Admittedly, this review is late. Normally I will keep reviews timely, but Lara Croft’s origin story is a solid package. Here is my Tomb Raider review.

Rebooting a heralded character is incredibly tricky. To do it well takes a balance of modern game design and mechanics and enough of what made those games good before. Through a lengthy campaign, a swath of collectibles, likeable characters, a compelling story and a beautiful island to maneuver, the return of Lara Croft in her first adventure is worth experiencing. Even for the newest of tomb raiders.

As Lara Croft’s origin story, the game follows her and the crew of the Endurance, off to look for the lost kingdom of Yamatai. They enter the Dragon’s Triangle amid violent storms and get shipwrecked on an island with previous inhabitants and a sordid past. A mysterious character named Mathias complicates things, and Croft must save the day.

She is not her venerable self yet, so we get to see a younger and more vulnerable side of Lara. One powerful moment is when she first kills, a scene which turned controversial prior to release, and after that the action ramps up quickly. The new face behind Lara, Camilla Luddington, gives the character personality and depth and contains her emotions especially well. It is rare to find the perfect voice actor/actress, but Luddington seems to have Croft’s demeanor mentally sewn and that is reflected in the character’s transformation from beginning to end.

As Lara and crew move to different sections of the island, plot largely takes a backseat. The emphasis here is on the series’ staple: exploration. Expansive regions make for areas littered with collectibles and backtracking is imperative. Anything from mines to mushrooms can be shot or dug up to complete challenges. While these sometimes feel needless, Tomb Raider does not deny the completionist in us. The amount is overbearing though, and upon finishing I decided just to turn off the game.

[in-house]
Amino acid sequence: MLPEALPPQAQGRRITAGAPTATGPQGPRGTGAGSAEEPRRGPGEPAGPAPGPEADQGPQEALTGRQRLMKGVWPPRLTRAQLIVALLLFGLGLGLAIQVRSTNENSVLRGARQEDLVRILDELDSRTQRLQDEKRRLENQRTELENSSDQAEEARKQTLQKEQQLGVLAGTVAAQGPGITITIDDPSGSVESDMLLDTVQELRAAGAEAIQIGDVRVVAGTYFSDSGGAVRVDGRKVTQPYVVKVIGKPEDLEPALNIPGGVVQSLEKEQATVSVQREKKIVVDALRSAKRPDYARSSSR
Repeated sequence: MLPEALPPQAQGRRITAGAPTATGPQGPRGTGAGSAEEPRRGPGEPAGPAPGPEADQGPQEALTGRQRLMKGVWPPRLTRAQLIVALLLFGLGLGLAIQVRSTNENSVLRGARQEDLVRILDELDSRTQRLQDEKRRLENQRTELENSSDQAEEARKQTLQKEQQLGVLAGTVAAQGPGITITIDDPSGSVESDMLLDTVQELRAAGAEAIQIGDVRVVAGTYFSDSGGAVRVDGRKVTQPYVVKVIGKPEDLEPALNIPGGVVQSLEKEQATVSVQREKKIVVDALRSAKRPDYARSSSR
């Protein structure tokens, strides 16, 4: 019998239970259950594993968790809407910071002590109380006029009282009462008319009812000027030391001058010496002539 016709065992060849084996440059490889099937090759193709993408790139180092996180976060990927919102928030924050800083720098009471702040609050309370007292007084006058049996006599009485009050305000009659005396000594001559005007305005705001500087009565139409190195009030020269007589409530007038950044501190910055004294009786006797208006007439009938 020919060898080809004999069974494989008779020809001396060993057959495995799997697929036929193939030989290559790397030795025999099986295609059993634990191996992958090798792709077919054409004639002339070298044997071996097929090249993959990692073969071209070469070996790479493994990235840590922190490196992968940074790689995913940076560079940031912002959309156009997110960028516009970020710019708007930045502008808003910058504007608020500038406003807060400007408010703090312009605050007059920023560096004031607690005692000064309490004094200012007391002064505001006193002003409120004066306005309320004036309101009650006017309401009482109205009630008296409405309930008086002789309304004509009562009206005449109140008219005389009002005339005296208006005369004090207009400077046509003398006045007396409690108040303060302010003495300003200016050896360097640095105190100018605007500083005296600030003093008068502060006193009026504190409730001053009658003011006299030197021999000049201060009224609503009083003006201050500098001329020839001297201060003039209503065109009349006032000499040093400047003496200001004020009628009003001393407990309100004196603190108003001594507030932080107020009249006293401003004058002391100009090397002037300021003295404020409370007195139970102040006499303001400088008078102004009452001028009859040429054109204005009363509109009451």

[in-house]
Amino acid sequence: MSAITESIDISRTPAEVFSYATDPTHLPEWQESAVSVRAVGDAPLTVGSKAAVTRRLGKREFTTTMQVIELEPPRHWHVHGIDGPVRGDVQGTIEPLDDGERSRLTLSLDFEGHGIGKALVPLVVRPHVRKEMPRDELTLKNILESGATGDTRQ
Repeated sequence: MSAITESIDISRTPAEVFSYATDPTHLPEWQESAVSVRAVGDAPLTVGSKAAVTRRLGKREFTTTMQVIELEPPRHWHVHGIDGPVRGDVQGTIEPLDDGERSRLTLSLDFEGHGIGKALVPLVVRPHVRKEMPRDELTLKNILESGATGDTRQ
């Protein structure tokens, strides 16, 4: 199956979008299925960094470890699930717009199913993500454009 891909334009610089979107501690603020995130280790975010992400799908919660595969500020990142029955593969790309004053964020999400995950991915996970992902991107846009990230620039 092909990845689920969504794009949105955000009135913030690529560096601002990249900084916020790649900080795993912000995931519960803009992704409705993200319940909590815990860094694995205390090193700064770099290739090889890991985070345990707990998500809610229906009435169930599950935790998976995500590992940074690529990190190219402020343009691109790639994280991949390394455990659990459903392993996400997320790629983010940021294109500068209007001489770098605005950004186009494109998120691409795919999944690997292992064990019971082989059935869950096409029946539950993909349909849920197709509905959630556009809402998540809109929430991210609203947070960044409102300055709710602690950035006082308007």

Unfortunately, the collectibles serve no other purpose than to give brief glimpses in cultures that came before. It seems that Crystal Dynamics only put them in as an excuse for players to search around and nothing more. Little descriptions of each artifact are interesting, maybe, but it would have been better if Lara gave some background or context when referencing the many civilizations and time periods she does throughout.

Campfires act as checkpoints, and Lara can teleport between these to easily access visited areas. As well, it is where she progresses through skills. The levelling system rewards players for advancing the plot and for “finesse” kills, like close up shotgun blasts and back-of-the-head hacksaw silent kills. It is forgiving, largely because enemies peek their heads out of cover quite a bit.

The island is rather welcoming of Croft’s acrobatic ability, featuring impossibly high plateaus and a variety of towns and buildings Lara graciously explores. Climbing to these perceivably unreachable areas is worth doing just to gaze upon the island below, sporting haunting jungle vistas and gorgeous mountain ranges. The sea hugging the shore is always in view, too. One particular scene with a radio tower has the sun in full glare as heroic music plays, emphasizing how Lara and gang struggles with the island as much as they do with Mathias.

While bringing back Croft, Tomb Raider also features competitive multiplayer, a fact that came as a shock to many. Relatively insignificant as a mode, it will please those who enjoy the same offering from Uncharted. The single-player campaign overshadows multiplayer by leaps and bounds, however some may love the mode at least until multiplayer-heavy titles start pouring out later this year. But, according to Crystal Dynamics, all DLC will be focused on multiplayer. Dedication, to say the least.

Tomb Raider is a wonderful concoction of everything old and everything new. Lara Croft triumphantly returns to a new generation, and fans finally learn where it all started after demanding it for so long. Let us hope a sequel explores more of her rebooted backstory, like what happened to the family Croft.

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